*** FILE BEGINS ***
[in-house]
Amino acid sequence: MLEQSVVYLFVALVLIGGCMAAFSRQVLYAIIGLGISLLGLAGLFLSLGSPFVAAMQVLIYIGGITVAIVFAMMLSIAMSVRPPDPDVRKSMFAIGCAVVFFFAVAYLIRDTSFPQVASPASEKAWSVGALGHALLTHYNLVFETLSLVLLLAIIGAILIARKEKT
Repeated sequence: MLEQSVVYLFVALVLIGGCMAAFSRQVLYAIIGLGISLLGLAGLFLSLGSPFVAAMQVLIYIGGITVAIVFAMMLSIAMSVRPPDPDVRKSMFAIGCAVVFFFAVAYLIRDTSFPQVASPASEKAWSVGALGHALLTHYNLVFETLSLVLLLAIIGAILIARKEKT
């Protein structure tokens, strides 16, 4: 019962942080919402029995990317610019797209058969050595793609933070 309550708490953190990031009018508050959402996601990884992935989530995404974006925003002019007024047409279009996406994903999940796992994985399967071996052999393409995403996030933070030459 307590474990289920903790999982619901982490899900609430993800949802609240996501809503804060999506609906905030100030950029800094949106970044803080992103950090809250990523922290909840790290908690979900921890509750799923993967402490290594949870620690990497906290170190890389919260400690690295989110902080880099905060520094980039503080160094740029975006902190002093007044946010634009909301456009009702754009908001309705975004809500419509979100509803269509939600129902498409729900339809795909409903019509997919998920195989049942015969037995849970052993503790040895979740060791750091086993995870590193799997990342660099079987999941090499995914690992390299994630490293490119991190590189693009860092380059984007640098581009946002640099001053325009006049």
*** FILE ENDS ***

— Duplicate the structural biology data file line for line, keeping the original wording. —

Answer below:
[in-house]
Amino acid sequence: MLEQSVVYLFVALVLIGGCMAAFSRQVLYAIIGLGISLLGLAGLFLSLGSPFVAAMQVLIYIGGITVAIVFAMMLSIAMSVRPPDPDVRKSMFAIGCAVVFFFAVAYLIRDTSFPQVASPASEKAWSVGALGHALLTHYNLVFETLSLVLLLAIIGAILIARKEKT
Repeated sequence: MLEQSVVYLFVALVLIGGCMAAFSRQVLYAIIGLGISLLGLAGLFLSLGSPFVAAMQVLIYIGGITVAIVFAMMLSIAMSVRPPDPDVRKSMFAIGCAVVFFFAVAYLIRDTSFPQVASPASEKAWSVGALGHALLTHYNLVFETLSLVLLLAIIGAILIARKEKT
């Protein structure tokens, strides 16, 4: 019962942080919402029995990317610019797209058969050595793609933070 309550708490953190990031009018508050959402996601990884992935989530995404974006925003002019007024047409279009996406994903999940796992994985399967071996052999393409995403996030933070030459 307590474990289920903790999982619901982490899900609430993800949802609240996501809503804060999506609906905030100030950029800094949106970044803080992103950090809250990523922290909840790290908690979900921890509750799923993967402490290594949870620690990497906290170190890389919260400690690295989110902080880099905060520094980039503080160094740029975006902190002093007044946010634009909301456009009702754009908001309705975004809500419509979100509803269509939600129902498409729900339809795909409903019509997919998920195989049942015969037995849970052993503790040895979740060791750091086993995870590193799997990342660099079987999941090499995914690992390299994630490293490119991190590189693009860092380059984007640098581009946002640099001053325009006049």